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posted by martyb on Tuesday January 18, @03:50PM   Printer-friendly [Skip to comment(s)]
from the have-you-tried-turning-it-off-and-back-on-again...Oh...wait. dept.

World's first MRAM-based in-memory computing:

Samsung Electronics today announced its demonstration of the world's first in-memory computing based on MRAM (Magnetoresistive Random Access Memory).

[...] In the standard computer architecture, data is stored in memory chips and data computing is executed in separate processor chips.

In contrast, in-memory computing is a new computing paradigm that seeks to perform both data storage and data computing in a memory network. Since this scheme can process a large amount of data stored within the memory network itself without having to move the data, and also because the data processing in the memory network is executed in a highly parallel manner, power consumption is substantially reduced. In-memory computing has thus emerged as one of the promising technologies to realize next-generation low-power AI semiconductor chips.

For this reason, research on in-memory computing has been intensely pursued worldwide. [...] By contrast, it has so far been difficult to use MRAM—another type of non-volatile memory—for in-memory computing despite MRAM's merits such as operation speed, endurance and large-scale production. This difficulty stems from the low resistance of MRAM, due to which MRAM cannot enjoy the power reduction advantage when used in the standard in-memory computing architecture.

The Samsung Electronics researchers have [...] succeeded in developing an MRAM array chip that demonstrates in-memory computing, by replacing the standard, 'current-sum' in-memory computing architecture with a new, 'resistance sum' in-memory computing architecture, which addresses the problem of small resistances of individual MRAM devices.

Samsung's research team subsequently tested the performance of this MRAM in-memory computing chip by running it to perform AI computing. The chip achieved an accuracy of 98% in classification of hand-written digits and a 93% accuracy in detecting faces from scenes.

[...] "In-memory computing draws similarity to the brain in the sense that in the brain, computing also occurs within the network of biological memories, or synapses, the points where neurons touch one another," said Dr. Seungchul Jung, the first author of the paper. "In fact, while the computing performed by our MRAM network for now has a different purpose from the computing performed by the brain, such solid-state memory network may in the future be used as a platform to mimic the brain by modeling the brain's synapse connectivity."

Journal Reference:
Seungchul Jung, Hyungwoo Lee, Sungmeen Myung, et al. A crossbar array of magnetoresistive memory devices for in-memory computing, Nature (DOI: 10.1038/s41586-021-04196-6)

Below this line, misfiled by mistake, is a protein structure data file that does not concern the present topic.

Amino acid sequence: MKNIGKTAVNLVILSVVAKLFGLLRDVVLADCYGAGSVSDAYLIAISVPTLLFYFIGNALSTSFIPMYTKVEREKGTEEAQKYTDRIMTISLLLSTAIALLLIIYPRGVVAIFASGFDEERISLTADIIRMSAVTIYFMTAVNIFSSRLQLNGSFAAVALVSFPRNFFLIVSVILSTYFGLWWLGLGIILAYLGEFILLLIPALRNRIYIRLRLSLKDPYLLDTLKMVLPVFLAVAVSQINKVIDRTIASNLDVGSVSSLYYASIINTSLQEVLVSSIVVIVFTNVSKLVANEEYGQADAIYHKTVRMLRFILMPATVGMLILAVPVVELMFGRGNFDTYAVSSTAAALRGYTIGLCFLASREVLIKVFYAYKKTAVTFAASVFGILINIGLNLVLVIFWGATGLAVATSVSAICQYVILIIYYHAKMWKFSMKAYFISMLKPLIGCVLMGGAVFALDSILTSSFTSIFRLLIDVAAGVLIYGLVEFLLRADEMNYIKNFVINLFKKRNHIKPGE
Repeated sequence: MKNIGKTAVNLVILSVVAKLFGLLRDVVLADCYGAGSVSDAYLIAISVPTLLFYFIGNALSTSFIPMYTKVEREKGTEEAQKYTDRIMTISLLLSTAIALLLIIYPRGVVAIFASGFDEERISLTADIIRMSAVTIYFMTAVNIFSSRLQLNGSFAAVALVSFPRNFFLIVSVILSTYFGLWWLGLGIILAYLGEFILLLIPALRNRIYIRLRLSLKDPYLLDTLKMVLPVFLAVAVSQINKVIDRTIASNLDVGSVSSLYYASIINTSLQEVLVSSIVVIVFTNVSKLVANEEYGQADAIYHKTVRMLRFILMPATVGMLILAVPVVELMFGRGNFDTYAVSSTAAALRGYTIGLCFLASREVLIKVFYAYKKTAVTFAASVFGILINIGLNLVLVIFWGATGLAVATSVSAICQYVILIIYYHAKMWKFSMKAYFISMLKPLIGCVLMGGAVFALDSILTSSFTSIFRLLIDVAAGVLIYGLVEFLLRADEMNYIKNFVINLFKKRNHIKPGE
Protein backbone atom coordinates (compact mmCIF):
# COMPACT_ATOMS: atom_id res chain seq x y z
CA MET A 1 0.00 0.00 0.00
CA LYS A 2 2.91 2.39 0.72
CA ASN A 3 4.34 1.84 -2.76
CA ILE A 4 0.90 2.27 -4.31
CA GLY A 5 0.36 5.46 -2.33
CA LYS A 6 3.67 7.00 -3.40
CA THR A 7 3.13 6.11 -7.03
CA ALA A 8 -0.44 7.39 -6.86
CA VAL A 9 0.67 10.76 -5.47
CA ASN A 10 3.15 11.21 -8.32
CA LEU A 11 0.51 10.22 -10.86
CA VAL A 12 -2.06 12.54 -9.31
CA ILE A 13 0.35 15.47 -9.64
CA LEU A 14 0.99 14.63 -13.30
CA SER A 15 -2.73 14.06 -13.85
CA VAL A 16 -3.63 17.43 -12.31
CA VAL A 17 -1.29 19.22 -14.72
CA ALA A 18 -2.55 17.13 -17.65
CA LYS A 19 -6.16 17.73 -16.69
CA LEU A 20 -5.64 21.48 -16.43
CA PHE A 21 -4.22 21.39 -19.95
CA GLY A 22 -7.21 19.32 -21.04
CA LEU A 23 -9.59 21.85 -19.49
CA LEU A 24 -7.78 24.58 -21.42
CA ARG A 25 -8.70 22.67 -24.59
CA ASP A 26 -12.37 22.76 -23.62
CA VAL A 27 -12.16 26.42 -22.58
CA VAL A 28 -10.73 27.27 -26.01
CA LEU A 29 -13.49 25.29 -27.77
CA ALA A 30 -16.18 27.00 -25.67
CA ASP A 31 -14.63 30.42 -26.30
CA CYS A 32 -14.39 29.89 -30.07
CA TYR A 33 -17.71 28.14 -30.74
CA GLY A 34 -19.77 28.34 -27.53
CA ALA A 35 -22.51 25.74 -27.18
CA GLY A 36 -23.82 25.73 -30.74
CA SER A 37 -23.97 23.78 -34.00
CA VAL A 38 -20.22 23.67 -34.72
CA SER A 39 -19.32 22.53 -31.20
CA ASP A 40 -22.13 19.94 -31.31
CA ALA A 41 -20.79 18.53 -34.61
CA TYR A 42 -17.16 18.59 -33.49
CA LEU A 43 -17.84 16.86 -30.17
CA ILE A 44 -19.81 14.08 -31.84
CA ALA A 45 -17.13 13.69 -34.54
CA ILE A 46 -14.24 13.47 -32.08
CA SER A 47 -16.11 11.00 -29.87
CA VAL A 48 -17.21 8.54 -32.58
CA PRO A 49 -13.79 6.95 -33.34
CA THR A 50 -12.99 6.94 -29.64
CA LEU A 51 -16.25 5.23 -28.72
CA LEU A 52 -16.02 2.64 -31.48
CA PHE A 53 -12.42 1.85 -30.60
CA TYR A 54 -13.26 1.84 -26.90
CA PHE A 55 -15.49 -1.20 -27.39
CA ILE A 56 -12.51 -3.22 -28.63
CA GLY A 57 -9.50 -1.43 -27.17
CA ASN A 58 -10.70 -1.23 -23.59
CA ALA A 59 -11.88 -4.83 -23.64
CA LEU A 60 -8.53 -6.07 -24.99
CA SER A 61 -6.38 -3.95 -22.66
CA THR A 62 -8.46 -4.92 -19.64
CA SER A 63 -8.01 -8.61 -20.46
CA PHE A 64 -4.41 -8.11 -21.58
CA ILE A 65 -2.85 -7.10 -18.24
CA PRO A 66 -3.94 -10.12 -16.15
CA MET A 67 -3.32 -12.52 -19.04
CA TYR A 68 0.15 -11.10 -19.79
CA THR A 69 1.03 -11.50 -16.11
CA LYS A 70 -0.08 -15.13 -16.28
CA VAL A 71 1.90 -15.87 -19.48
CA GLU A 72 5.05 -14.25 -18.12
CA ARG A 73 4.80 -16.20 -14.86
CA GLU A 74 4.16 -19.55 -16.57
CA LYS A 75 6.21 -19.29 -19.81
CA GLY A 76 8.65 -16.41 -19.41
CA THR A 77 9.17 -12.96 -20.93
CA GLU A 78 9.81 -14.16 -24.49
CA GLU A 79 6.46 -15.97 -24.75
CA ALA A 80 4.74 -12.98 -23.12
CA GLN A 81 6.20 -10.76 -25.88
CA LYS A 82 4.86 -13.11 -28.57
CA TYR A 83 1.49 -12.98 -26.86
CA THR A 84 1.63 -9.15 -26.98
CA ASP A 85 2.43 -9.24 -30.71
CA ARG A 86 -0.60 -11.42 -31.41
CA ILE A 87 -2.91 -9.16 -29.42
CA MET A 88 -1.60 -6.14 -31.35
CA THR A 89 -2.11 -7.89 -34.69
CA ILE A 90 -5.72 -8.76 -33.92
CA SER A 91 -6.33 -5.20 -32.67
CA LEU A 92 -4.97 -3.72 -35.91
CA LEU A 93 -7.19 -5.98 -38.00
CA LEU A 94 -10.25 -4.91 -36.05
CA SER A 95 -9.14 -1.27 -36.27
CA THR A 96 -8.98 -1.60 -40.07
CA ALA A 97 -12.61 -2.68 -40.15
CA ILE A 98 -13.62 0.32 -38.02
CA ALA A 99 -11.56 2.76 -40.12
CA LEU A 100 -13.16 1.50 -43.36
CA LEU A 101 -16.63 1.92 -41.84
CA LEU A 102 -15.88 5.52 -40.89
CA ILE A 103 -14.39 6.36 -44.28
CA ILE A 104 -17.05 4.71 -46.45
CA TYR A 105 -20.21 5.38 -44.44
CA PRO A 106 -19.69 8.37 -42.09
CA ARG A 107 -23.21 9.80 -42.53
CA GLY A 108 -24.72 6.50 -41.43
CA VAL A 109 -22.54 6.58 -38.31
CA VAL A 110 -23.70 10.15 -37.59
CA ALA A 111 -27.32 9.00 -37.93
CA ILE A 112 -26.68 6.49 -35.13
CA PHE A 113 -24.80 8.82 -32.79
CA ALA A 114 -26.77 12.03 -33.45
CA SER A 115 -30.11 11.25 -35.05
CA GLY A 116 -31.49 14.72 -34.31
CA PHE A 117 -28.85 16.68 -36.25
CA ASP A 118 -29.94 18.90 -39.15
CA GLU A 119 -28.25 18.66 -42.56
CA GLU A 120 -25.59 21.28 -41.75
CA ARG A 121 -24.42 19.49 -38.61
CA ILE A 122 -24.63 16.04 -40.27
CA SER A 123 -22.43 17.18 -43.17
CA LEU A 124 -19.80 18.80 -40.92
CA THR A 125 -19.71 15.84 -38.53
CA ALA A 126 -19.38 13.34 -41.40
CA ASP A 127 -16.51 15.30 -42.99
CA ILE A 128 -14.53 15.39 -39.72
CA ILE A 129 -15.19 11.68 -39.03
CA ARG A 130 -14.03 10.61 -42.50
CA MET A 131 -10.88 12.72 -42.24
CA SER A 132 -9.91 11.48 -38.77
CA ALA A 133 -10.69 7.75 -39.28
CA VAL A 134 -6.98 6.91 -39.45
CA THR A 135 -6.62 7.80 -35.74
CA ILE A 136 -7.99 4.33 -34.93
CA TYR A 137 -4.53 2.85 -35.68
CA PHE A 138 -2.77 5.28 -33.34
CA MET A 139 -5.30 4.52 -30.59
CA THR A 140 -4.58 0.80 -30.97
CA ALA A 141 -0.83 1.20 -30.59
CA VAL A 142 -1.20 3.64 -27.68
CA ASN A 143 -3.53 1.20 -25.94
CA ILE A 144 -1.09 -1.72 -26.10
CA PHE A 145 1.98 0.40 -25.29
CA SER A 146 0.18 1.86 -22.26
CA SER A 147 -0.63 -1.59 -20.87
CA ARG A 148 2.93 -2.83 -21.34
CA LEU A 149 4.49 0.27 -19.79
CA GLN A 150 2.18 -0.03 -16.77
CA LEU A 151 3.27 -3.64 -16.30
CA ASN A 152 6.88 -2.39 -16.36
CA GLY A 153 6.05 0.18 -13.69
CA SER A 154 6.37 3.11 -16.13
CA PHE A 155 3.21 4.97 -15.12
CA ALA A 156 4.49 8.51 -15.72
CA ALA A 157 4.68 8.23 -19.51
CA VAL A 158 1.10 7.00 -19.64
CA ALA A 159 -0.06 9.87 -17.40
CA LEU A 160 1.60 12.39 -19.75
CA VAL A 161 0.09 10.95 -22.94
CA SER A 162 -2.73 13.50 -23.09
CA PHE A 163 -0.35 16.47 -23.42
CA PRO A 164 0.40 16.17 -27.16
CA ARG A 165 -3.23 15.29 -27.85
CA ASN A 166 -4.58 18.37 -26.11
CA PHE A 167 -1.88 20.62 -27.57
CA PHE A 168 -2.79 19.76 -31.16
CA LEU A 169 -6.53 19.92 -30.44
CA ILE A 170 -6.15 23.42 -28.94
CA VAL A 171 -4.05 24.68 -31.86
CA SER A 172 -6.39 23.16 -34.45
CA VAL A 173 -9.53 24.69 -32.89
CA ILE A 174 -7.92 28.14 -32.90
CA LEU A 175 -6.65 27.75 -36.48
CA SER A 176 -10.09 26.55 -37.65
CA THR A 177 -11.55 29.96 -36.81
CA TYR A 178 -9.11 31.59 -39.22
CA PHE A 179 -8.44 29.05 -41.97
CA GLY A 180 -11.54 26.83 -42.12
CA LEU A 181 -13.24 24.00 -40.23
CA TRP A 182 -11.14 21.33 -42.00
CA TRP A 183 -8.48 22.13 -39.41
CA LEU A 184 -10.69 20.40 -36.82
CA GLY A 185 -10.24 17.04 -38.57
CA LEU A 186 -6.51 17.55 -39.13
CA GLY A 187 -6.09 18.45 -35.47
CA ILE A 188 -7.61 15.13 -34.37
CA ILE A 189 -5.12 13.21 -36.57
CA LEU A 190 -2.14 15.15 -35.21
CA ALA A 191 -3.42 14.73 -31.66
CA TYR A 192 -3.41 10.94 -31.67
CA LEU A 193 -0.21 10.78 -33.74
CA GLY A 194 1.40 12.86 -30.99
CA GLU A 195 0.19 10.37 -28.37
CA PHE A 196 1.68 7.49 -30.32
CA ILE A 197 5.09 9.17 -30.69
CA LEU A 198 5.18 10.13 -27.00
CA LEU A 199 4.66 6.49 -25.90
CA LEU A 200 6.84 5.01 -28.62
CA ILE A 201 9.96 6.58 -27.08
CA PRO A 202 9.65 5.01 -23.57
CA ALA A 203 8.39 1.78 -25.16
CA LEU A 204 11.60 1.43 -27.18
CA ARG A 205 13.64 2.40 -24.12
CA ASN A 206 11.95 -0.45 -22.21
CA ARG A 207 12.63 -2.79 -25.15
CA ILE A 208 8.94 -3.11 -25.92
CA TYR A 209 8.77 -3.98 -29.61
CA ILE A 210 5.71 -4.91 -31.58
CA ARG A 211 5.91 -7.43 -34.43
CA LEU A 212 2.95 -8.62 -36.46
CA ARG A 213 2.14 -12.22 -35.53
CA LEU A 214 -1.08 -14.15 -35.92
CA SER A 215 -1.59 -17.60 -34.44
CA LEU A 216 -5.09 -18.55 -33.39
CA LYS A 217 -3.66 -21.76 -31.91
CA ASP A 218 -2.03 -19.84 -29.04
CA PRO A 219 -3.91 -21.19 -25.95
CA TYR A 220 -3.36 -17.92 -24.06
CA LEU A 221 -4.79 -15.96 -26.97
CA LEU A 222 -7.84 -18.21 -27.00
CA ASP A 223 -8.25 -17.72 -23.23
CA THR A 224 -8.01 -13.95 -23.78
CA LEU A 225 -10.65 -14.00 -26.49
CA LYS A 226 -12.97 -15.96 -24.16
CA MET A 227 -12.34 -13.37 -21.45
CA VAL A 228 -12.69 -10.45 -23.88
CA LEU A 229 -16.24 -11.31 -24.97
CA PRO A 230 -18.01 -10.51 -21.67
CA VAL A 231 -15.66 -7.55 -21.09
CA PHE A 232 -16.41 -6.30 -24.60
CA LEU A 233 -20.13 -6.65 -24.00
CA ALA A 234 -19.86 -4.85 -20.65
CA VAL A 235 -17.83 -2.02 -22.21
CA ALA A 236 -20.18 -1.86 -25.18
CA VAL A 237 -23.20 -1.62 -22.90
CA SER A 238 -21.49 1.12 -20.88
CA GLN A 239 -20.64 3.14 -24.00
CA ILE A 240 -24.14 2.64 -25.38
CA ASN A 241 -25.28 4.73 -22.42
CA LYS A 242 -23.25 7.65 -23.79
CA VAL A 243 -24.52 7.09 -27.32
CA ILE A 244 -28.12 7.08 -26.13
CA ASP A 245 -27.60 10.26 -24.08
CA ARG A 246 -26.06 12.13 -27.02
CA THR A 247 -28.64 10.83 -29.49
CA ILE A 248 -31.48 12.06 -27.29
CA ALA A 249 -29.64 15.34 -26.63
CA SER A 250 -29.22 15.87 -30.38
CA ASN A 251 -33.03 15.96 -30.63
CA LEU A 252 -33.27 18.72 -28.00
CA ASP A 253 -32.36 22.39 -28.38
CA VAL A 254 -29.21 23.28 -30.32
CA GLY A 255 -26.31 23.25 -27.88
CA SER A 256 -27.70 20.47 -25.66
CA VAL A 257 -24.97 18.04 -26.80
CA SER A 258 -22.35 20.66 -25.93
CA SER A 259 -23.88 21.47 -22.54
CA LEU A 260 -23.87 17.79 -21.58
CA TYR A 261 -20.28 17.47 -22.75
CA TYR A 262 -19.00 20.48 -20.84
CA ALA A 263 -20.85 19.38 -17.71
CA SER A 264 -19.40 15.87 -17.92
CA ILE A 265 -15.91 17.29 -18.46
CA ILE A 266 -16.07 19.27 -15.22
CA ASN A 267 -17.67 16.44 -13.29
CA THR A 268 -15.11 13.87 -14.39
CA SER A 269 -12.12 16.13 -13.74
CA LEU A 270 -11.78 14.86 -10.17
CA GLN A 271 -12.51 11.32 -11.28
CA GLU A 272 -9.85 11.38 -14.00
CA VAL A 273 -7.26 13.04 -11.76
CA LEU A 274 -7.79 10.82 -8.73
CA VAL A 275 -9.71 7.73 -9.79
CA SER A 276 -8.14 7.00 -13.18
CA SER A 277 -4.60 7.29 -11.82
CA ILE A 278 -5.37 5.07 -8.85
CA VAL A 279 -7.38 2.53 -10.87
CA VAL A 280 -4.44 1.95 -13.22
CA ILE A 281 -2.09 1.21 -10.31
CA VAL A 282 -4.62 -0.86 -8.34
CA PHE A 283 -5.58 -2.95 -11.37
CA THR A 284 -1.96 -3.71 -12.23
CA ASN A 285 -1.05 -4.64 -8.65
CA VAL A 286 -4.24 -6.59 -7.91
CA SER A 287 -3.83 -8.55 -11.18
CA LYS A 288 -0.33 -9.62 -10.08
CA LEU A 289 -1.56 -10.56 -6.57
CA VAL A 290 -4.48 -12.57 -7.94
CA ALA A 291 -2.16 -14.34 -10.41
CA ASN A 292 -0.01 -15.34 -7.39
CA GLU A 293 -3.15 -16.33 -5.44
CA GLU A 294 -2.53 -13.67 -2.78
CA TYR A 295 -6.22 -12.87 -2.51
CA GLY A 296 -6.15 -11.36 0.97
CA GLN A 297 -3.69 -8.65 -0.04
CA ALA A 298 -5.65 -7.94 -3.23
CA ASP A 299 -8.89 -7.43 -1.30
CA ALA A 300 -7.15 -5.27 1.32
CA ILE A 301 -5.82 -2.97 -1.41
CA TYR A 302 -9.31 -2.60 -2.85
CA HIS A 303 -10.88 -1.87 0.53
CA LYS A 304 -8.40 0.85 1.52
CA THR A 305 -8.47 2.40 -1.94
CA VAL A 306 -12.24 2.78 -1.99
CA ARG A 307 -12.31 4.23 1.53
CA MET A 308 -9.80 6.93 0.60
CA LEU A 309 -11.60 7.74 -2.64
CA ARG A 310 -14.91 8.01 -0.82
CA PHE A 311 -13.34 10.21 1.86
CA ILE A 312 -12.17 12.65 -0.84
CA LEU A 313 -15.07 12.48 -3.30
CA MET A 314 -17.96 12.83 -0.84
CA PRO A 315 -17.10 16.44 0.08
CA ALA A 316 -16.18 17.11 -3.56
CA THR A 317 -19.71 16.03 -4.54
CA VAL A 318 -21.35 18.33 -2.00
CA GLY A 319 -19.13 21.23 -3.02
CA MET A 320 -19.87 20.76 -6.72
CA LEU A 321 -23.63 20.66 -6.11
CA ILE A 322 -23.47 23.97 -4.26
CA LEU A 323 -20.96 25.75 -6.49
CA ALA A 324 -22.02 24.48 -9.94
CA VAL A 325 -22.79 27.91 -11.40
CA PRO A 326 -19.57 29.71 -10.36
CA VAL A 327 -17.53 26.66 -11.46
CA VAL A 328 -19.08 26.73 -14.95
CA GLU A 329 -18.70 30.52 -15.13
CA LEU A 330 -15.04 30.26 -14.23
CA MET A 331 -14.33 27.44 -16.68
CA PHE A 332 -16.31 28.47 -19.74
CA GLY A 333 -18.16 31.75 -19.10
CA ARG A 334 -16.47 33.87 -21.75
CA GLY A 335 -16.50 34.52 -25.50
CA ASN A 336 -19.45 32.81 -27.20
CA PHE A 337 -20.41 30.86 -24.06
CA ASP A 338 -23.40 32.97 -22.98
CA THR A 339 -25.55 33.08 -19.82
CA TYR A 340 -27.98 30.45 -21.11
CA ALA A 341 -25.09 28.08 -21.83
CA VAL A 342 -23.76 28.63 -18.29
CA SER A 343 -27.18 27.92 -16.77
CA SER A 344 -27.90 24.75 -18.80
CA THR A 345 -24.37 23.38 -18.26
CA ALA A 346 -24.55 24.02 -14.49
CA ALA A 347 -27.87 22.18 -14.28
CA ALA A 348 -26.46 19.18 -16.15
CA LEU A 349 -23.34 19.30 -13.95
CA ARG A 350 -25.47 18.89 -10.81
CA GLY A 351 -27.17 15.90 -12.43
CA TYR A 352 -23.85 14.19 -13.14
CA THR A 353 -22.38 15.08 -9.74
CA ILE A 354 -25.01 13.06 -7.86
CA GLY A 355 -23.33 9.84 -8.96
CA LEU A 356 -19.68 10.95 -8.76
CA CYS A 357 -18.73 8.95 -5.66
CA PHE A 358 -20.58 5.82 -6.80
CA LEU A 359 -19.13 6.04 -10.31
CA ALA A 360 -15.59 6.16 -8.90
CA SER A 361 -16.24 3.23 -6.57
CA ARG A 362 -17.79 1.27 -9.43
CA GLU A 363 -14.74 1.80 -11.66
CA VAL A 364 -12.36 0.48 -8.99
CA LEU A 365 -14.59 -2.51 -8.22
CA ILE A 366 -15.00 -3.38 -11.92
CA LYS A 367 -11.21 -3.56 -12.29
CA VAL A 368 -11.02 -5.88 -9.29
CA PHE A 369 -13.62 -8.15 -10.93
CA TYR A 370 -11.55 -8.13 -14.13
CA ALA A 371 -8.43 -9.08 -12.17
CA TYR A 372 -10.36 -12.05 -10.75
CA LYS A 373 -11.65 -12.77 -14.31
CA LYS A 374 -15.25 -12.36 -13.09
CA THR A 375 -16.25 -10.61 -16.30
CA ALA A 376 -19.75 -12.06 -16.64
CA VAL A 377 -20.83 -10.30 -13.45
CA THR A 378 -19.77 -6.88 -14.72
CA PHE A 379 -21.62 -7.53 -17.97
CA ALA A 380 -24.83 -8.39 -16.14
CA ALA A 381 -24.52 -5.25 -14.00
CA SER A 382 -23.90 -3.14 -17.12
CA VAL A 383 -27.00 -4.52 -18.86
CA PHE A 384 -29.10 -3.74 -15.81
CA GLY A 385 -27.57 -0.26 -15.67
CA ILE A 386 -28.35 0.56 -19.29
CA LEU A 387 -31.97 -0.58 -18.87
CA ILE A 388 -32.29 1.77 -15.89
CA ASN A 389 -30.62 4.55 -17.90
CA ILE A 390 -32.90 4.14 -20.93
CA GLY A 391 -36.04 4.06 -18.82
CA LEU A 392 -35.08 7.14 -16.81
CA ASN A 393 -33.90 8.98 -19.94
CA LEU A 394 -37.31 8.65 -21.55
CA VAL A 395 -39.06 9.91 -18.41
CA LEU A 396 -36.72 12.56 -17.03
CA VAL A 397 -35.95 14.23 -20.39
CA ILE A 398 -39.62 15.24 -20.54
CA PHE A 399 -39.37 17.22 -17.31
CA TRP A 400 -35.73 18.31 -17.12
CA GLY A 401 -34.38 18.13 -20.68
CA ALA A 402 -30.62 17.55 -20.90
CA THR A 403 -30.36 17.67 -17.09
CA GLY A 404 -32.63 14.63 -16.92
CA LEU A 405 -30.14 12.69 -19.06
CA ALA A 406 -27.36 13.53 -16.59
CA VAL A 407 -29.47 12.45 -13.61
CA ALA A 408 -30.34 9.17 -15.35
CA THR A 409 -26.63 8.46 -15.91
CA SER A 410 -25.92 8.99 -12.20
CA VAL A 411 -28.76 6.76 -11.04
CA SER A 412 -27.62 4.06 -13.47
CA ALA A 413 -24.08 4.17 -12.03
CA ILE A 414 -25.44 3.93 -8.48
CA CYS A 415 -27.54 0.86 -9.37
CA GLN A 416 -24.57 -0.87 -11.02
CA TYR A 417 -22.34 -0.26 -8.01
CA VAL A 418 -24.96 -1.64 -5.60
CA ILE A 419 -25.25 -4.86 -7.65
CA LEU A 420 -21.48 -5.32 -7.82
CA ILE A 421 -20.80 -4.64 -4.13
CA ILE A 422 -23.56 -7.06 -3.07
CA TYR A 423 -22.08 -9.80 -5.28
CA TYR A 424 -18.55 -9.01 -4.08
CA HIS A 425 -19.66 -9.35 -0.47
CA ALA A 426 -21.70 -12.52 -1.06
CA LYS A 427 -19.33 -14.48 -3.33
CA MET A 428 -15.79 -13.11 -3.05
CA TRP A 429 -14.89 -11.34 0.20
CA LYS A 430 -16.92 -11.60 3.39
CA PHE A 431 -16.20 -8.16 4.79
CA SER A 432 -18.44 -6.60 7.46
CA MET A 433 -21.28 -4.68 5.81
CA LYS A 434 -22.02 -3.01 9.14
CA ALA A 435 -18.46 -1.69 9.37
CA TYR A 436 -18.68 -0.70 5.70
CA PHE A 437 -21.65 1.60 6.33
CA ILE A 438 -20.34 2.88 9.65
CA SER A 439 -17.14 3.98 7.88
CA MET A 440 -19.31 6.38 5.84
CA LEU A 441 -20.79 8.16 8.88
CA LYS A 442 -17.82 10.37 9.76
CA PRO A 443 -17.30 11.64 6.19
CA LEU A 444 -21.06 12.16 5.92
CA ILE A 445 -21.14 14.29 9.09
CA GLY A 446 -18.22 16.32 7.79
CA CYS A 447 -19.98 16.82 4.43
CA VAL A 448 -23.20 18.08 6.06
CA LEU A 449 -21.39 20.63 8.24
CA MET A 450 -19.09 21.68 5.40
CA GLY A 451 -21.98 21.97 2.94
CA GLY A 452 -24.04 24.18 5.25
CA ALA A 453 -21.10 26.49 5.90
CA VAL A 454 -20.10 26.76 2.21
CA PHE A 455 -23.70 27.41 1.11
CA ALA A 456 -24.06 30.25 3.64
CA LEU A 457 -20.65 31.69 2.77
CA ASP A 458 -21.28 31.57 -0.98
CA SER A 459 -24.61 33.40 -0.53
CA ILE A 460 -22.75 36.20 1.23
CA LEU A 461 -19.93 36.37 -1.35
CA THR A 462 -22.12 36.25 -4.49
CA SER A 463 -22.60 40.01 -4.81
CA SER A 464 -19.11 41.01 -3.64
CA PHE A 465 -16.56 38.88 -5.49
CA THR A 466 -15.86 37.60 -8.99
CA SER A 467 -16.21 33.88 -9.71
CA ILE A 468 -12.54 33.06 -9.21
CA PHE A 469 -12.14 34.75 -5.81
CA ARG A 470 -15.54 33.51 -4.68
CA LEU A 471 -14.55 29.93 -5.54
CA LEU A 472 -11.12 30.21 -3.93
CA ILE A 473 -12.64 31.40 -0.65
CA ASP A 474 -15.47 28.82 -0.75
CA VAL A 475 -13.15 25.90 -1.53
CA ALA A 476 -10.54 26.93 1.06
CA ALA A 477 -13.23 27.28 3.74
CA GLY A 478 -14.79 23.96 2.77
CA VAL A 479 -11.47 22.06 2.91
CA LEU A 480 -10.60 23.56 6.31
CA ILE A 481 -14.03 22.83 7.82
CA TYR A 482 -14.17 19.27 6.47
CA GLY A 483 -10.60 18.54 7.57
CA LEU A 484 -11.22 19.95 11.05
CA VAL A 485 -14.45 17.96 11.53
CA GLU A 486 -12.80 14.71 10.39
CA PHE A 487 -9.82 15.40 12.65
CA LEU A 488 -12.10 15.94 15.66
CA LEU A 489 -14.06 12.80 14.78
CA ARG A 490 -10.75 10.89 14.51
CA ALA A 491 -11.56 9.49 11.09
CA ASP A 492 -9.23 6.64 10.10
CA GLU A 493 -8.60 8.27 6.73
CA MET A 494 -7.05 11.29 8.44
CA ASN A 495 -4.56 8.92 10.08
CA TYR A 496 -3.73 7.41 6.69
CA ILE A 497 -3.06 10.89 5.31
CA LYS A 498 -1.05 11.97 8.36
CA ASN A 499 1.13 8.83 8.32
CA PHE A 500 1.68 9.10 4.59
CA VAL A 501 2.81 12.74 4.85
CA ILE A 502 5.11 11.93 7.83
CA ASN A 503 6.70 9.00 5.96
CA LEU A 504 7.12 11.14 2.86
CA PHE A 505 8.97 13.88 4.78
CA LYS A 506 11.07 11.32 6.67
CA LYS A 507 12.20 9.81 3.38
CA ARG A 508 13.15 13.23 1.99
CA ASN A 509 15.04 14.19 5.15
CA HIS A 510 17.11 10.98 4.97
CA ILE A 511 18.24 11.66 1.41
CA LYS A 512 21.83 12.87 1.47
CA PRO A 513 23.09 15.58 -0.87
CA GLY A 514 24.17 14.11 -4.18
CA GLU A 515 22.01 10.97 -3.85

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  • (Score: -1, Offtopic) by Anonymous Coward on Tuesday January 18, @06:29PM

    by Anonymous Coward on Tuesday January 18, @06:29PM (#1213622)

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  • (Score: 2) by HiThere on Tuesday January 18, @06:52PM (1 child)

    by HiThere (866) on Tuesday January 18, @06:52PM (#1213625) Journal

    The summary seems to use MRAM to mean either Magnetoresistive Random Access Memory or "another type of non-volatile memory". The second meaning is not defined, but seems to be based around current flow (amps?) and the Samsung one around sum of resistances. Looking at the article I guess that the summary is wrong, and the second type should have been acronymed as either RRAM (Resistive Random Access Memory) or PRAM (Phase-change Random Access Memory). But this is a GUESS because I'm not well informed enough about the subject matter to be certain what is meant. Maybe the summary author was including some still other kind of memory.

    --
    Javascript is what you use to allow unknown third parties to run software you have no idea about on your computer.
    • (Score: 3, Interesting) by Immerman on Wednesday January 19, @12:26AM

      by Immerman (3985) on Wednesday January 19, @12:26AM (#1213732)

      I think there's only one kind of MRAM, but there was a poor choice of [...] in the summary that confuses things

      [...] By contrast, it has so far been difficult to use MRAM—another type of non-volatile memory

      in the summary becomes in the article

      Non-volatile memories, in particular RRAM (Resistive Random Access Memory) and PRAM (Phase-change Random Access Memory), have been actively used for demonstrating in-memory computing. By contrast, it has so far been difficult to use MRAM—another type of non-volatile memory—for in-memory computing[...]

      In which case "another type of non-volatile memory" clarifies that MRAM is also non-volatile, which doesn't seem to be mentioned earlier in the article

  • (Score: 0) by Anonymous Coward on Wednesday January 19, @01:03AM

    by Anonymous Coward on Wednesday January 19, @01:03AM (#1213738)

    What's tge difference?

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